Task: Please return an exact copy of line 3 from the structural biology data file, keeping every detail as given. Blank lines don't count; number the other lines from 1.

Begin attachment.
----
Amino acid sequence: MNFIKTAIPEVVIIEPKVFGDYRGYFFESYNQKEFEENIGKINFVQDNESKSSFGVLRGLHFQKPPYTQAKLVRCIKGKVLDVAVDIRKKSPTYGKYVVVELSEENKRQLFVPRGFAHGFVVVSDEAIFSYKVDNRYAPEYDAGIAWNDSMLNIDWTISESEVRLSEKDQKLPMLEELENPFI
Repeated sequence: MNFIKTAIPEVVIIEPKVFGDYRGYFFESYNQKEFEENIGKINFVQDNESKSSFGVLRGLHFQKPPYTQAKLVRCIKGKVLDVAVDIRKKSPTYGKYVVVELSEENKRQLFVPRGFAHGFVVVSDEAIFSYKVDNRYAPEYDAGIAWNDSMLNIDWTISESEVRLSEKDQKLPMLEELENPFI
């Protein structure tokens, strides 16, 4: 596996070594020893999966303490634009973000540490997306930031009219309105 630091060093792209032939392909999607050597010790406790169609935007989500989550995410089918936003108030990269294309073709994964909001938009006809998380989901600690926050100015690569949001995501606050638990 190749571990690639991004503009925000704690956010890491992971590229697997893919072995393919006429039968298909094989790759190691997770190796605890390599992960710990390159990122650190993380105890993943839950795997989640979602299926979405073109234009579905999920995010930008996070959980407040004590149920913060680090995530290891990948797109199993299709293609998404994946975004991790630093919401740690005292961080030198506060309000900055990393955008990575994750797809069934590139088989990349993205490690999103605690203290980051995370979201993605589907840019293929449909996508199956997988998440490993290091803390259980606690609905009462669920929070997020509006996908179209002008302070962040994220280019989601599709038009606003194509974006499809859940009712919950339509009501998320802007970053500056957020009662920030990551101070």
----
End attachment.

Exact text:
């Protein structure tokens, strides 16, 4: 596996070594020893999966303490634009973000540490997306930031009219309105 630091060093792209032939392909999607050597010790406790169609935007989500989550995410089918936003108030990269294309073709994964909001938009006809998380989901600690926050100015690569949001995501606050638990 190749571990690639991004503009925000704690956010890491992971590229697997893919072995393919006429039968298909094989790759190691997770190796605890390599992960710990390159990122650190993380105890993943839950795997989640979602299926979405073109234009579905999920995010930008996070959980407040004590149920913060680090995530290891990948797109199993299709293609998404994946975004991790630093919401740690005292961080030198506060309000900055990393955008990575994750797809069934590139088989990349993205490690999103605690203290980051995370979201993605589907840019293929449909996508199956997988998440490993290091803390259980606690609905009462669920929070997020509006996908179209002008302070962040994220280019989601599709038009606003194509974006499809859940009712919950339509009501998320802007970053500056957020009662920030990551101070």